We're continuing something of a series that is, I hope, providing you with some guidelines on how we need to go about living our lives one now at a time. Today we're talking about attachment... remember, in addition to watching the video, you can download the audio.
Today is a day for observing. Normally, we take what's going on around us and "make sense" of it by adding our own thoughts, judgements, notions and perceptions. So we never see what's going on - only what we think is going on.
So, today, we're going to practice simply observing - for as long and as much as is humanly possible! I want you to select things that are going on as you day progresses and watch without judging, notice without thinking, observe without prejudice.
Oh - and a reminder. Today we've reached 666 weekly issues, going all the way back to 2008. You can browse the previous 665 in The Archive.
In today's video we talk about how attachment can provide us with the perfect reason to be unhappy - quite the opposite of what we would expect of the things we think we want! But attachment also constrains.
When we think we want something specific - and we become attached to the notion that that is our goal (small, medium or large), we set the boundaries of our expectations. And, as we know from previous conversations, because we can only perceive and achieve according to our expectations, attaching ourselves to a particular outcome or want creates a self-made glass ceiling for us.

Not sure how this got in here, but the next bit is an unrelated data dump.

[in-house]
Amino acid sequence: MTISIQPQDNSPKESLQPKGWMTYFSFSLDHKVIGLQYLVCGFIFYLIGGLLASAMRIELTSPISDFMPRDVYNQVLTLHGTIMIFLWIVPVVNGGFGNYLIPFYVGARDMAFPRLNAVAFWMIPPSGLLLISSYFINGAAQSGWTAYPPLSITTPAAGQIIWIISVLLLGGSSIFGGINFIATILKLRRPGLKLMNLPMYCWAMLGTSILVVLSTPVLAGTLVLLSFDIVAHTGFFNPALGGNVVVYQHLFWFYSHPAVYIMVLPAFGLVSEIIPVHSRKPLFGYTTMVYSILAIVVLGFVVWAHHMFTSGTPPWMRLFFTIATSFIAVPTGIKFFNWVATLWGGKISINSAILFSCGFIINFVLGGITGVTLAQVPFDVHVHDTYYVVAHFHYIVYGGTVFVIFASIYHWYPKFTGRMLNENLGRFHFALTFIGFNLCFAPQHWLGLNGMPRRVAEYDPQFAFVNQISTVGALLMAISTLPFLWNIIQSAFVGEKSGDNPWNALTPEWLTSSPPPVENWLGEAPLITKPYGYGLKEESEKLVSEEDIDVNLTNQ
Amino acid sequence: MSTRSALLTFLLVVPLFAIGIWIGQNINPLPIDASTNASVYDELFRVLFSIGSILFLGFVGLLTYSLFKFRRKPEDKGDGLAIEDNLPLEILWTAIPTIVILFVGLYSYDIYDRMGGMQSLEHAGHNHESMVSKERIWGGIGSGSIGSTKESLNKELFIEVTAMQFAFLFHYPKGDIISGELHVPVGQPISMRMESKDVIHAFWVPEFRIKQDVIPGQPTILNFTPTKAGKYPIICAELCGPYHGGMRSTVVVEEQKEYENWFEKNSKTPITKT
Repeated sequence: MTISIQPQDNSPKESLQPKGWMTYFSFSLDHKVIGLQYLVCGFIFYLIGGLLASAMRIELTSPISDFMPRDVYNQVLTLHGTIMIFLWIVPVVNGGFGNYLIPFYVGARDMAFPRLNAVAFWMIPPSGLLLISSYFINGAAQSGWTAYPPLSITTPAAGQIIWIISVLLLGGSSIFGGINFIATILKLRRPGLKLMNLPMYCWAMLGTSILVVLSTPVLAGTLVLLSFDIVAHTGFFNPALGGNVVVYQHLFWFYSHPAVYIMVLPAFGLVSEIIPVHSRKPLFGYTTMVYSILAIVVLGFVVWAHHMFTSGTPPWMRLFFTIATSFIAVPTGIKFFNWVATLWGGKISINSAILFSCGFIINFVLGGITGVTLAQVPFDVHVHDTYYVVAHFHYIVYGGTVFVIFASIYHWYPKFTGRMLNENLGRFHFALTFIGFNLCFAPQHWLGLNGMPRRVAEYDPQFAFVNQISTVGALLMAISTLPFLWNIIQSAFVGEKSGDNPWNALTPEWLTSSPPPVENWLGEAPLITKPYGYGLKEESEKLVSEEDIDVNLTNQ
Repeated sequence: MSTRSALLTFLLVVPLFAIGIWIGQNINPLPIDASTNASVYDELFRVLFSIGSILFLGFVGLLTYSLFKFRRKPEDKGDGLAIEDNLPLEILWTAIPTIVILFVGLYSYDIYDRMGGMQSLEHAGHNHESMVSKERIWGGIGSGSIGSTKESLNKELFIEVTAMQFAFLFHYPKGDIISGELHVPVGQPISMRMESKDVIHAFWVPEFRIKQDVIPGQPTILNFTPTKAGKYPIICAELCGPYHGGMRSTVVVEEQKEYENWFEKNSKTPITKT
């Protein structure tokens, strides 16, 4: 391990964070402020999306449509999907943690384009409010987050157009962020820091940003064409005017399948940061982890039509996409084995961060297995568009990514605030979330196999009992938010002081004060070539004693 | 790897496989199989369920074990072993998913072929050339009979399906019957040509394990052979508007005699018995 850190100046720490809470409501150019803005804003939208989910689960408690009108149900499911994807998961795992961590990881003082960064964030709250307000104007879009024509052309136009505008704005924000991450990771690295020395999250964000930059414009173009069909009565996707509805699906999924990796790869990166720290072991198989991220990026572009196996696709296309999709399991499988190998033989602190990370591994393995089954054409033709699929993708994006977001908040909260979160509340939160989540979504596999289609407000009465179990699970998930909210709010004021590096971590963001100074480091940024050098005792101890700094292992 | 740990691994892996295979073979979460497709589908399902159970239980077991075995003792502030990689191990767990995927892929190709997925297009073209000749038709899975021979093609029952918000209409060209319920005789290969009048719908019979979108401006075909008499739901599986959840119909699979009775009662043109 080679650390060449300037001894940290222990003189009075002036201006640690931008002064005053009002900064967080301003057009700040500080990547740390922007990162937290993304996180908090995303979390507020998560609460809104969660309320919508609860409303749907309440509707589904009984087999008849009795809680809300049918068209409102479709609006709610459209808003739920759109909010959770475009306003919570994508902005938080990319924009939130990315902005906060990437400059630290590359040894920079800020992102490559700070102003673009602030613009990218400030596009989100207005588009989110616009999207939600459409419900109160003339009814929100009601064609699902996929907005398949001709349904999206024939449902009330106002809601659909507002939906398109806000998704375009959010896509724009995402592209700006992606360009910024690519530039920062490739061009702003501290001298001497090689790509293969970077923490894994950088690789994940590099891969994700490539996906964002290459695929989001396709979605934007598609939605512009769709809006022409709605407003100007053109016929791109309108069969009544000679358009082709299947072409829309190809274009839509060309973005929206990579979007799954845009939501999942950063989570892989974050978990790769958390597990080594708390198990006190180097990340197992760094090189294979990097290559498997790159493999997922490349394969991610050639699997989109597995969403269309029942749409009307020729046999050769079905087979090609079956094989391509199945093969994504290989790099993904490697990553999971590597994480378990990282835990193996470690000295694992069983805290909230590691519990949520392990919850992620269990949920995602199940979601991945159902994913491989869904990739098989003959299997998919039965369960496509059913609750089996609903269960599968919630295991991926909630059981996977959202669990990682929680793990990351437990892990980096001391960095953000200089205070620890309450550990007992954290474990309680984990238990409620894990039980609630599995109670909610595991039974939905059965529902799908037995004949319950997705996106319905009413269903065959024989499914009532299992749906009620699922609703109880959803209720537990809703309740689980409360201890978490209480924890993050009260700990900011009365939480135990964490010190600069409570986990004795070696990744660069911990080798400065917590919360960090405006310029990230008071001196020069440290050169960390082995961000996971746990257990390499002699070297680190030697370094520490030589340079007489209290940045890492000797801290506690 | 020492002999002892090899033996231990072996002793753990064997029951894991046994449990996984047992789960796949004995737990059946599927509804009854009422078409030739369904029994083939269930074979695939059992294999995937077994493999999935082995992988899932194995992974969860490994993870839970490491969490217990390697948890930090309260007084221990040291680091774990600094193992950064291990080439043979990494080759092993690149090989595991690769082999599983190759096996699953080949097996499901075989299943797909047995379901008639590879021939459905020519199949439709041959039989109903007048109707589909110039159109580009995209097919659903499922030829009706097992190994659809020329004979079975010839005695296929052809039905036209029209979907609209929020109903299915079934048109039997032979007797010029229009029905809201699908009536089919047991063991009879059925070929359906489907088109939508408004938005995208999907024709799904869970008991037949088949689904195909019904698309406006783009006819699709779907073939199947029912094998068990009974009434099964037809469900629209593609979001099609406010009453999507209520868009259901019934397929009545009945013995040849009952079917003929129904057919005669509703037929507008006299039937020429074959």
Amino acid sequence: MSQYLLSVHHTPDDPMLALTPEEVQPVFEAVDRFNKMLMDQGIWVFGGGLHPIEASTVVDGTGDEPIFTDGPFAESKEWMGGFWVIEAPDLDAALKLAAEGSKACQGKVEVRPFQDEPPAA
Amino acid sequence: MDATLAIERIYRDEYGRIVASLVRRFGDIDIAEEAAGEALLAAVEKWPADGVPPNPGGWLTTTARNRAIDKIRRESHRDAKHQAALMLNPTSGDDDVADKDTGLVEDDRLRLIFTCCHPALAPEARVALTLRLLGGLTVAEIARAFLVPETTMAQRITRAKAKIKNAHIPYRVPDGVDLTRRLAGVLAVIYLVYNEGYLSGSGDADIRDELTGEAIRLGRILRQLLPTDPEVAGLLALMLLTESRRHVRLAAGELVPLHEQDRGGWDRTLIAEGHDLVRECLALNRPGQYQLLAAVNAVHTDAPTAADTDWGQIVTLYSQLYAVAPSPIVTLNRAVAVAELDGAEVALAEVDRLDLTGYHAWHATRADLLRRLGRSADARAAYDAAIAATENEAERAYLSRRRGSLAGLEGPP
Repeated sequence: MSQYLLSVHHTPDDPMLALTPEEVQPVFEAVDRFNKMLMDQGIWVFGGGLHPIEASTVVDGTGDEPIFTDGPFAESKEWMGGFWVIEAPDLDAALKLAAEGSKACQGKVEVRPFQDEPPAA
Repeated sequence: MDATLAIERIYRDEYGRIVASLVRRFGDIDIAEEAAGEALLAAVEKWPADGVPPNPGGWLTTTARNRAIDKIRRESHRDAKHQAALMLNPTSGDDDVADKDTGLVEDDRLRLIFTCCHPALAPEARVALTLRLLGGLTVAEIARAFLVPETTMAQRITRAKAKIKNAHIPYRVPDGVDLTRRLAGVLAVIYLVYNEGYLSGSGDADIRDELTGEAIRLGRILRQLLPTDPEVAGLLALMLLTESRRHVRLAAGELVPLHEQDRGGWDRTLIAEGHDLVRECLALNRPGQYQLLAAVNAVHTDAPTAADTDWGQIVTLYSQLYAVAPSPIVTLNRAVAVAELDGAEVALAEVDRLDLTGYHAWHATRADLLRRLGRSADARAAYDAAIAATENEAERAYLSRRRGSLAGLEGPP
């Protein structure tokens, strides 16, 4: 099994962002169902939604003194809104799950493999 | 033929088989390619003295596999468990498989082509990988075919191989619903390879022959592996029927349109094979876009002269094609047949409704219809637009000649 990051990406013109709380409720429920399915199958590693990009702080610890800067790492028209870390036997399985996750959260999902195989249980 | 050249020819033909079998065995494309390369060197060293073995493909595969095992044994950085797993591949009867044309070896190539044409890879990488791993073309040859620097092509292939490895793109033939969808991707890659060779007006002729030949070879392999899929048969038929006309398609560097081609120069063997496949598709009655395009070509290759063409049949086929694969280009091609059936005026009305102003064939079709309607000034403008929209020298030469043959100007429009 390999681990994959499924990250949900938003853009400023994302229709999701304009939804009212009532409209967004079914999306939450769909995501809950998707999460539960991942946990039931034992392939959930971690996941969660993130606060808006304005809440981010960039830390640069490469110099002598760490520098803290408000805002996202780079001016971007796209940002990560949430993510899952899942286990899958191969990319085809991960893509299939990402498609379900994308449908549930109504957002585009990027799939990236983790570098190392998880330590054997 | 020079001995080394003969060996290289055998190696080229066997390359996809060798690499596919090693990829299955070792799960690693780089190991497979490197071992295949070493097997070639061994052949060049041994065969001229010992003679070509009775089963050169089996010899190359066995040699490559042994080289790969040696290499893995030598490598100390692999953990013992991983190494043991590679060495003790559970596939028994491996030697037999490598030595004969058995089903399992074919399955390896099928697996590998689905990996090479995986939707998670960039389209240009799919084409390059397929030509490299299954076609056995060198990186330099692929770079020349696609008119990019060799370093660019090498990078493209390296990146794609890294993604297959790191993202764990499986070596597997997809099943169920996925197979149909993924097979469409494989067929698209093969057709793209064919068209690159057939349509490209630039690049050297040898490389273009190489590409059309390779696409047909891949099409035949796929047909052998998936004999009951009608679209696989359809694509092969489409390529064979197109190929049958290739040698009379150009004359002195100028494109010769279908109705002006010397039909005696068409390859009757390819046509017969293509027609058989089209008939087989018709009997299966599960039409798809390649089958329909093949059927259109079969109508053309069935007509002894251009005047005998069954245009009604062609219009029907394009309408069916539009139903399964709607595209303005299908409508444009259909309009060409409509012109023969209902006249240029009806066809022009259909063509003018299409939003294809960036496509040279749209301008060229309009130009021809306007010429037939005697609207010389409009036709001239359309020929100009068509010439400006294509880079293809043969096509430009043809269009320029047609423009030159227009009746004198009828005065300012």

Not only does attachment constrain, it blinds. It blinds us to all the opportunities that don't conform to the idea to which we are attached... opportunities some of which are inevitably greater than our own small ideas - small because wew tend, as normal human beings, to attach ourselves to shared notions of what success or happiness should be.
I've said it before, over the last four weeks in particular, and I'll say it again... we need to just let go.
And speaking of just letting go (see today's Reflection, what about the man who was attached to his company car, his reserved parking space and, naturally, his title.
First off, the company decided that all the reserved spaces, prominently displaying their owners' titles, should be put out of sight - so those spaces closest to the main entrance could be reserved for customers.
Then company car policy changed - he'd have to buy his own. And, then, they fired him... and, having lost the title to which he was so attached, he lost all sense of self-worth.
I bumped into the individual in question a few years after the above events... a pale shadow of what he perceived to be his former self.